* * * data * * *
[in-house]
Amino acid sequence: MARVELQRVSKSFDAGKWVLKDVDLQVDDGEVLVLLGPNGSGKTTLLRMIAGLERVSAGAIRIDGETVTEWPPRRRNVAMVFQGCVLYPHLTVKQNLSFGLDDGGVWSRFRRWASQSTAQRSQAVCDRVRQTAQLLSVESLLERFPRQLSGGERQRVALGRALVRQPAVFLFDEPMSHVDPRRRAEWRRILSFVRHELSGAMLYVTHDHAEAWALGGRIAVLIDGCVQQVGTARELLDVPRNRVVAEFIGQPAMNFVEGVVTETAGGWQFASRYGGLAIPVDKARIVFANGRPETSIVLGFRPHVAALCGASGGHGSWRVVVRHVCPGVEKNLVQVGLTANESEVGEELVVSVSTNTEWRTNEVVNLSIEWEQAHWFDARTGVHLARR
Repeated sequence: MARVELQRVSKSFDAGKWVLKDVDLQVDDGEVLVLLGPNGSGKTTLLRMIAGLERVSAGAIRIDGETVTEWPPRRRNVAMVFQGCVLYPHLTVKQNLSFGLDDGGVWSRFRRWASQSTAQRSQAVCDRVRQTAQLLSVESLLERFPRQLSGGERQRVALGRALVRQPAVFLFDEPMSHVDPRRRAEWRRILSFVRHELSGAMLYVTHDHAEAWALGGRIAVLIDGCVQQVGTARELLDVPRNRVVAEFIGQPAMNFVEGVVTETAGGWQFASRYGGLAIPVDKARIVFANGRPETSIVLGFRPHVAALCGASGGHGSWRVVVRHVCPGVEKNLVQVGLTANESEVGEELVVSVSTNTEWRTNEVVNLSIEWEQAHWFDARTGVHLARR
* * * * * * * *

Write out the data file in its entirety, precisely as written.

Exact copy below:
[in-house]
Amino acid sequence: MARVELQRVSKSFDAGKWVLKDVDLQVDDGEVLVLLGPNGSGKTTLLRMIAGLERVSAGAIRIDGETVTEWPPRRRNVAMVFQGCVLYPHLTVKQNLSFGLDDGGVWSRFRRWASQSTAQRSQAVCDRVRQTAQLLSVESLLERFPRQLSGGERQRVALGRALVRQPAVFLFDEPMSHVDPRRRAEWRRILSFVRHELSGAMLYVTHDHAEAWALGGRIAVLIDGCVQQVGTARELLDVPRNRVVAEFIGQPAMNFVEGVVTETAGGWQFASRYGGLAIPVDKARIVFANGRPETSIVLGFRPHVAALCGASGGHGSWRVVVRHVCPGVEKNLVQVGLTANESEVGEELVVSVSTNTEWRTNEVVNLSIEWEQAHWFDARTGVHLARR
Repeated sequence: MARVELQRVSKSFDAGKWVLKDVDLQVDDGEVLVLLGPNGSGKTTLLRMIAGLERVSAGAIRIDGETVTEWPPRRRNVAMVFQGCVLYPHLTVKQNLSFGLDDGGVWSRFRRWASQSTAQRSQAVCDRVRQTAQLLSVESLLERFPRQLSGGERQRVALGRALVRQPAVFLFDEPMSHVDPRRRAEWRRILSFVRHELSGAMLYVTHDHAEAWALGGRIAVLIDGCVQQVGTARELLDVPRNRVVAEFIGQPAMNFVEGVVTETAGGWQFASRYGGLAIPVDKARIVFANGRPETSIVLGFRPHVAALCGASGGHGSWRVVVRHVCPGVEKNLVQVGLTANESEVGEELVVSVSTNTEWRTNEVVNLSIEWEQAHWFDARTGVHLARR